Thursday, June 12, 2014

Greenbrier Resort China Tablescape

(Thank you, Cindy, at Dwellings, for featuring this post!)

Today's tablescape post is directly related to the post I wrote earlier this week on The Historical WV Greenbrier - America's Resort.  It is a table set almost entirely with china and serving utensils collected either directly from the Greenbrier, or inspired by the designs of Dorothy Draper for the Greenbrier, in White Sulphur Springs, WV.  It makes for a bright and whimsical table setting.
Greenbrier china tablescape
When the famed resort was redecorated after World War II, Dorothy Draper stamped her bold colors and oversized florals on almost every surface at the Greenbrier.  The rhododendron, West Virginia's state flower, took center stage on everything from fabrics to china.  The restaurant ware china most notably known as the Greenbrier's - white with green rim and rhododendron transfer on the plate's center as one example - was commissioned into production and made by several companies as part of the branding strategy.  The companies which have made the Greenbrier hotel china include the Homer Laughlin China (HLC) company of Newell, West Virginia, as well as Syracuse (NY), Mayer, and Shenango China companies (both PA).
Homer Laughlin China "Greenbrier" pattern 
More collectible Greenbrier china pieces would include those marked with "Made for the Greenbrier, Styled by Dorothy Draper Inc, New York", most of which I have seen being made by Syracuse. However, I have a regional interest in owning the HLC company china, being that it was produced here in my home state, so the higher pedigree remains elusive to me.  All pieces in this tablescape have been collected from local estate sales, auctions, and antique stores.  A few pieces were scoured from eBay.  Most date from the early 1960's.

There are many variations in the Greenbrier china over the years since 1947 when it was first introduced: some have gold edging on the plates, some do not; some have rhododendron transfers within the cups vs. the saucer centers; some plates are green rimmed, some are pink.  The overall design can also vary, wherein the rhododendron was not as prominent, rather it was entwined within a ribbon design on the rim.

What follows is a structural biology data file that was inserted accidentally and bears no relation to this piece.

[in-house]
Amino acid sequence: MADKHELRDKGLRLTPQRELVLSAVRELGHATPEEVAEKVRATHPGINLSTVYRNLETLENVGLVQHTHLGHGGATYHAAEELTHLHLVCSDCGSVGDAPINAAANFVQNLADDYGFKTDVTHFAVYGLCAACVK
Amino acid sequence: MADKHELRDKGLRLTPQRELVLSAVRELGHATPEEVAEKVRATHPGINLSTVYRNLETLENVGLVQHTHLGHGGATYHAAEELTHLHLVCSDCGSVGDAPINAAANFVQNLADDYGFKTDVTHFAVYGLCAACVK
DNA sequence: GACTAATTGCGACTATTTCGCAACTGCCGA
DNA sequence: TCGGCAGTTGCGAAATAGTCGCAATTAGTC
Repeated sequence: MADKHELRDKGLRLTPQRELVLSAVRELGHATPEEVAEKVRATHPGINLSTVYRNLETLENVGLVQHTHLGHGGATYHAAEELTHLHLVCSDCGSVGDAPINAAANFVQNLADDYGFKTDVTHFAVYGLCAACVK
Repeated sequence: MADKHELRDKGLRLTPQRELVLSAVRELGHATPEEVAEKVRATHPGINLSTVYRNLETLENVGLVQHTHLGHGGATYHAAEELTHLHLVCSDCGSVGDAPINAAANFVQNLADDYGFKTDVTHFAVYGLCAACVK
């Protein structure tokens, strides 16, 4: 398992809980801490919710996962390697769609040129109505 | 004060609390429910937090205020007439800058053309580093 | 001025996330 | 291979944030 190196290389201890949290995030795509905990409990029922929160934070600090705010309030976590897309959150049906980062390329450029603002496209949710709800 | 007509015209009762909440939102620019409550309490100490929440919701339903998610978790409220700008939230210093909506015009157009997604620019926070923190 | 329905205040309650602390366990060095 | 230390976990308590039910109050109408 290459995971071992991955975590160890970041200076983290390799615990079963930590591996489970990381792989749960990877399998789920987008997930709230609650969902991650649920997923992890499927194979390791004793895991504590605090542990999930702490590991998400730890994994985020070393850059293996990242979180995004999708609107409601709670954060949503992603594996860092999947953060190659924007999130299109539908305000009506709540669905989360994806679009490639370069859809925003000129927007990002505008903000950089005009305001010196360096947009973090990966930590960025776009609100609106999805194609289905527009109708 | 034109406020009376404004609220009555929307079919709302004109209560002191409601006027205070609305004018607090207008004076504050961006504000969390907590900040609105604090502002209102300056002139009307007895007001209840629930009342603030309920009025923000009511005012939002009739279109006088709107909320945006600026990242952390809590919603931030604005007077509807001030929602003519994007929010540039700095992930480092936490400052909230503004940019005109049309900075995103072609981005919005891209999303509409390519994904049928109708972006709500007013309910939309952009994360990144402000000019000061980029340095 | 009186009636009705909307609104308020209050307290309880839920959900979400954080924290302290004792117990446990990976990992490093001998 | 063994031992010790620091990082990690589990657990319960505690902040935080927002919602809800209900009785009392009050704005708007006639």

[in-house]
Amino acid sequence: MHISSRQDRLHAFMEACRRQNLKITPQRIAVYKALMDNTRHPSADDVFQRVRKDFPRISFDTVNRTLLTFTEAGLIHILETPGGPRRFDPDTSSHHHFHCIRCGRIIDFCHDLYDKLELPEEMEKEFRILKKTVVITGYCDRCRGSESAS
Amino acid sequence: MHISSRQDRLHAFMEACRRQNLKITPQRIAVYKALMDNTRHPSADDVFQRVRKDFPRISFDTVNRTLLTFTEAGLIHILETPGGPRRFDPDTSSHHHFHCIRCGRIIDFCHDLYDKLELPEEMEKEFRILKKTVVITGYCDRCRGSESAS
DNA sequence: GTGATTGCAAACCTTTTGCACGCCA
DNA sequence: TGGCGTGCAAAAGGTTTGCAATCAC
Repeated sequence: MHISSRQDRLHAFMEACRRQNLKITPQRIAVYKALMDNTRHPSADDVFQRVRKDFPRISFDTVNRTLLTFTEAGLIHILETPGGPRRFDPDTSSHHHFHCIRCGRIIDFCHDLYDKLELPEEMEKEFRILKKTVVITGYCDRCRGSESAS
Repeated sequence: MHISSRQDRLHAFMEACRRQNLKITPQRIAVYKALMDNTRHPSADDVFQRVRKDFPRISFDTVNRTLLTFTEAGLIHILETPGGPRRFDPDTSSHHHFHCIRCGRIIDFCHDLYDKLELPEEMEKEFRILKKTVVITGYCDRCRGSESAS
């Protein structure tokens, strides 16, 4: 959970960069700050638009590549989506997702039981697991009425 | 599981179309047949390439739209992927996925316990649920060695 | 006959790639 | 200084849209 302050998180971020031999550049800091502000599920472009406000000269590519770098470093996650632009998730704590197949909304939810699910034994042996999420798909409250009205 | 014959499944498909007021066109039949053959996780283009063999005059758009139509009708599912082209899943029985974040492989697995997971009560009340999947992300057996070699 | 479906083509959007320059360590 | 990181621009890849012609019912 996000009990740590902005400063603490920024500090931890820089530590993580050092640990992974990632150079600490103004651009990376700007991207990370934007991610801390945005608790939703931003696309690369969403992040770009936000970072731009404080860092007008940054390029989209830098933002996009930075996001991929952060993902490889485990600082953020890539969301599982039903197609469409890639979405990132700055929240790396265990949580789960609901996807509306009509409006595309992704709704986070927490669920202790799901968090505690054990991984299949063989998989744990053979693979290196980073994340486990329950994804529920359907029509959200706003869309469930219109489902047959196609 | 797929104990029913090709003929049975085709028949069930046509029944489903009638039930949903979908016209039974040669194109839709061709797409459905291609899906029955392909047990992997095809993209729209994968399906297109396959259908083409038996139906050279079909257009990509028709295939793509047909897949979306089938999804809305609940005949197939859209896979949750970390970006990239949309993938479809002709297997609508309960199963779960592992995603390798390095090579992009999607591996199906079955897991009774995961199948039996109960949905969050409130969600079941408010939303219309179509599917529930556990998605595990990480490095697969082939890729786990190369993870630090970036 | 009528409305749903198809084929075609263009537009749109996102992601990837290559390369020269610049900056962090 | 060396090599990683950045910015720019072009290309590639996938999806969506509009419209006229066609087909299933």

Greenbrier pink rim dinner plate
My tablescape is set with the classic pink and green rimmed plates, without gold edging.  The HLC cup and saucer have the rhododendron on the center of the saucer.  There are two serving plates on the table, including a relish and platter.  Other vintage, collected pieces rounding out the tablescape include a jadeite bud vase, silverplate bird salt and peppers, Depression-era stemware, and a pink linen, hemstitched table topper with napkins (layered over a vintage damask tablecloth).

The silverplate flatware on my tablescape is vintage Oneida, made specifically for the Greenbrier, stamped on the back with the hotel's logo and maker's names.
"Oneida, LTD. - The Greenbrier
The front side of the flatware is engraved with the letter "G", in Greenbrier logo, script style.
Service for eight flatware was obtained at a special auction held in 2011, whereby much of the original, post-WWII Greenbrier furnishings were being auctioned off to make way for the hotel's renewed excellence and 5-star status.  Once native West Virginian Jim Justice successfully purchased the Greenbrier outright in 2009, he was committed to updating all furnishings that were past their prime and glory.  The auction was huge, held at the local county fairgrounds, and had three, concurrent rings going, simultaneously.  Auctioneers from at least two states conducted the business, and being in attendance for the event was history in the making - very exciting!  I was also able to purchase a few other metals, including a hotel silver(plate) coffee pot, and a few engraved mint julep cups.  The stacks of china, glassware, uniforms, recreational equipment, rugs, fabric bolts, bunker chairs - even an Electrolux Molteni commercial stove and numerous limousines - were among the furnishings that day!

Collecting hotel silver and china can sometimes be the sole objective for some vintage junkers, dealers, thrifters (whatever label you choose).  For me, they're cross collectibles - I love china (especially the durable, restaurant ware and ironstone kinds), and old metals (practically indestructible!) - and being hotel affiliated, especially with the local history, make them that much more attractive to me.  Plus, if you know me at all, you know I love linens, so this just gives me another reason to dress the table and create.  Do you collect hotel items?  I'd love to hear your regional locales', or even distant, stories, if you do.

There's plenty more history on the Greenbrier and its change of ownership  over the last 230+ years in the link to my last post, furnished both here and at the beginning of this post.  You can also go directly to:  the Greenbrier.com website for even more information.

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